I grew up in a small town in New Mexico. I hated it. I wanted nothing more than to live in a big bustling city filled with lights and busy people. If you asked my parents now, they would tell you that every time we vacationed in a bigger city I would beg to move there. I yearned for traffic jams and buildings that jutted into the sky. Instead, I grew up in a small town on what was once a dirt road in a farmhouse with only one bathroom that didn’t even have a shower. I was one of four kids sharing that one bathroom, and I dreamed of a different life each time I soaked in the bathtub … while my brother pounded on the door for me to hurry up.  

It wasn’t a farm that I grew up on… but it wasn’t not a farm either. I fondly remember watching goats give birth, the smell of warm blood as my Dad butchered our cow, and building a massive treehouse with my cousins… complete with a pulley-system elevator… aka a wooden palette attached to a rope that was flung over a big tree branch.  

The heart and soul of this non-farm was my Grandmother. We called her Grunner. She had a beautiful home. Green shag carpet covered almost every inch of flooring… yellow and green dandelion wallpaper… beautiful chandeliers and an oversized china cabinet filled with the most intricate trinkets and place settings. She made everything that she touched so damn beautiful. Her 35mm black brick of a camera seemed to never leave her hand, and she documented her family fervently. She had this way of capturing your appearance with her camera and your heart with her warmth. She loved hard, and lived with intention.

One of my fondest memories of Grunner’s home was pulling into the long gravel driveway and seeing handfuls of peacocks strolling lazily across the acreage. She loved peacocks. I remember how I gathered beautiful teal and royal blue feathers as a girl and I would lay in the grass and stoke my cheek with the softness of the tip of each plume… my fingers would slide down the side of the eye of the feather and create a storybook wave of the design before it settled back into place just moments later.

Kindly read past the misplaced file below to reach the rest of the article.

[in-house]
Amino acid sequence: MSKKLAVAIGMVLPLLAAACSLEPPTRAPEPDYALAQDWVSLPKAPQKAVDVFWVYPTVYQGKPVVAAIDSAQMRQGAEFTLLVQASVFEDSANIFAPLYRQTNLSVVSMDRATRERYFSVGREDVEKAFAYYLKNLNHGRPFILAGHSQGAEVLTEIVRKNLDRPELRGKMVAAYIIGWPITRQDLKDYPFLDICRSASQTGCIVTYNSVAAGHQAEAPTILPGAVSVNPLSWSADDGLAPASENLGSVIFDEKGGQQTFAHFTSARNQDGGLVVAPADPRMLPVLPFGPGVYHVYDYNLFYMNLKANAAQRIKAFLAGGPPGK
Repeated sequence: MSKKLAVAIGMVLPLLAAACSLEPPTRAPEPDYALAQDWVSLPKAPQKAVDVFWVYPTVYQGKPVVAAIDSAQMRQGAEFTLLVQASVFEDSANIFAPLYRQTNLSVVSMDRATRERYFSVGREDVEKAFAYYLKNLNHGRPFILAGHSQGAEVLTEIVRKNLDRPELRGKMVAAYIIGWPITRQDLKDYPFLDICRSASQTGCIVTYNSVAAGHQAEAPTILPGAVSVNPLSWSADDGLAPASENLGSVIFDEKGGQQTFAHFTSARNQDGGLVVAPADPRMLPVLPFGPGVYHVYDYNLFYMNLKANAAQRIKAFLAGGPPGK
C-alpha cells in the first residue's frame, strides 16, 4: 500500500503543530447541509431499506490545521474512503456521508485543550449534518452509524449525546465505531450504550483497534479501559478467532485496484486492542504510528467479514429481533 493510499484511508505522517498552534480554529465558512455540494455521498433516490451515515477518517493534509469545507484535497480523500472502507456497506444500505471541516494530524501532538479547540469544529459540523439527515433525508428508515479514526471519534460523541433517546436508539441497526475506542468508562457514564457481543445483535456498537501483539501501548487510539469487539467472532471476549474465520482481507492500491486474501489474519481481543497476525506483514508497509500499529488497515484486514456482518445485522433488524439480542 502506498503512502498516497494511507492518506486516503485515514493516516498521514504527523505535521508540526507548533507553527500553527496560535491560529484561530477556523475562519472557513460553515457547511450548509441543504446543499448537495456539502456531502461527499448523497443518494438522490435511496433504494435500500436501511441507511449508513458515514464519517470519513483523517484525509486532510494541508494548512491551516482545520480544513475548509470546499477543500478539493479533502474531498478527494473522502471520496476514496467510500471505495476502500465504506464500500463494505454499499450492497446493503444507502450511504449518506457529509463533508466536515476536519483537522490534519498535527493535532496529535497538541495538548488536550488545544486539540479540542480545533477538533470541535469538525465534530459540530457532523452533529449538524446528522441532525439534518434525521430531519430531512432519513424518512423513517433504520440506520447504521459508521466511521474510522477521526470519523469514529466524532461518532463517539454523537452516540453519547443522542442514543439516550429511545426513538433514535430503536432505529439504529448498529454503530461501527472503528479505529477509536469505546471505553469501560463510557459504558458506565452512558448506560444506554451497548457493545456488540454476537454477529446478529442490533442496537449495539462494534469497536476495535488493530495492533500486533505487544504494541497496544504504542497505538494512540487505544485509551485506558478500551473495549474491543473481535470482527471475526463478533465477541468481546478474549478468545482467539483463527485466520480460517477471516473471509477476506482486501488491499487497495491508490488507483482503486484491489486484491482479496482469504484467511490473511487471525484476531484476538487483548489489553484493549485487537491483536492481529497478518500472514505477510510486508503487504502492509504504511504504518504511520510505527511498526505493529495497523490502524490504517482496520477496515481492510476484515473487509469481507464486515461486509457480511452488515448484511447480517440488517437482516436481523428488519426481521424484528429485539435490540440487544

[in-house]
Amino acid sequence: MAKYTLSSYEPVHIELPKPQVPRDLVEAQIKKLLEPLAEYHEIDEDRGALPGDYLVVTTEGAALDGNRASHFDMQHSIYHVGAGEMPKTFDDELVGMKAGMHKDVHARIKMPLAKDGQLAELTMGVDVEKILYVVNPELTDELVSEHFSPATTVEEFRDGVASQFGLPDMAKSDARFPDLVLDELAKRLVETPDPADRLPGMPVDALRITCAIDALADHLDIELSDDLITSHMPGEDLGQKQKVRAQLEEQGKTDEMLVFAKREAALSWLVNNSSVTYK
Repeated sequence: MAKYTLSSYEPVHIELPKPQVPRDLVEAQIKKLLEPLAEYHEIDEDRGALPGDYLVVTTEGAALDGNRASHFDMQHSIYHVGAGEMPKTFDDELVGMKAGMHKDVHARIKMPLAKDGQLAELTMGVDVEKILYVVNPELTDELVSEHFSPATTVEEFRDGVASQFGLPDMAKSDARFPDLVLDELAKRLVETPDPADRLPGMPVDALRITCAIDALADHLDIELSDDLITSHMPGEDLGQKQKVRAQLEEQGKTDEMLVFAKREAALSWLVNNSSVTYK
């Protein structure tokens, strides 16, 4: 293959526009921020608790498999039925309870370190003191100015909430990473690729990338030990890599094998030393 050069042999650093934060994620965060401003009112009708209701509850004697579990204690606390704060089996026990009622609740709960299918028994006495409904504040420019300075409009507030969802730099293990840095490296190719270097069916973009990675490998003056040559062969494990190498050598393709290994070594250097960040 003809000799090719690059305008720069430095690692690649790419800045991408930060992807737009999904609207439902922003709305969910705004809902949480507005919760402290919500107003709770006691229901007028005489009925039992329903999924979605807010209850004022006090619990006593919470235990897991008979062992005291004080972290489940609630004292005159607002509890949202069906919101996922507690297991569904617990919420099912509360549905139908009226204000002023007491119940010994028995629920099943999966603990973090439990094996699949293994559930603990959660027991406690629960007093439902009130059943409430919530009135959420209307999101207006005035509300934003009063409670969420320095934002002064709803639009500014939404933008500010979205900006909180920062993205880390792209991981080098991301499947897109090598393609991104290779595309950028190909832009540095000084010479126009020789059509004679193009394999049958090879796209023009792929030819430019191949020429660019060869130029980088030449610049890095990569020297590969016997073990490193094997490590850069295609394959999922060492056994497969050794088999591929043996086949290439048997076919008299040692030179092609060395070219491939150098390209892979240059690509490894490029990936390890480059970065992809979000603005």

As an adult, I would give nothing more than to have my boys grow up the way that I did… yet as a child… I wanted the exact life that I’m living now. It has taken me this long to really understand everything that was engrained in me as a child, and how it is really beginning to manifest into my life now… and I can’t help but cherish the love of design, photography, and home that was clearly so much of my world growing up.  

I see so much of my Grunner imprinted into who I am today, and that thought makes me overflow with gratitude and my cheeks flush with warmth. My eyes sting with the memory of her, but as I create a home for my boys my life is filled with the purpose and intent that she planted. I can’t help but imagine this new stage of my life being represented as a peacock standing tall with its feathers slowly spreading… one plume at a time.  


Early mornings, bad grammar, small talk, talking politics, overhead lighting, close talkers, red wine, coffee (gasp!), mid-century modern furniture, cats, pretentious food, hipsters...


Late nights, funny movies, loud laughs, rap music, real conversation, farmhouse details, gold fixtures, lazy mornings, perfume, dirty martinis, candlelight, hot summer days...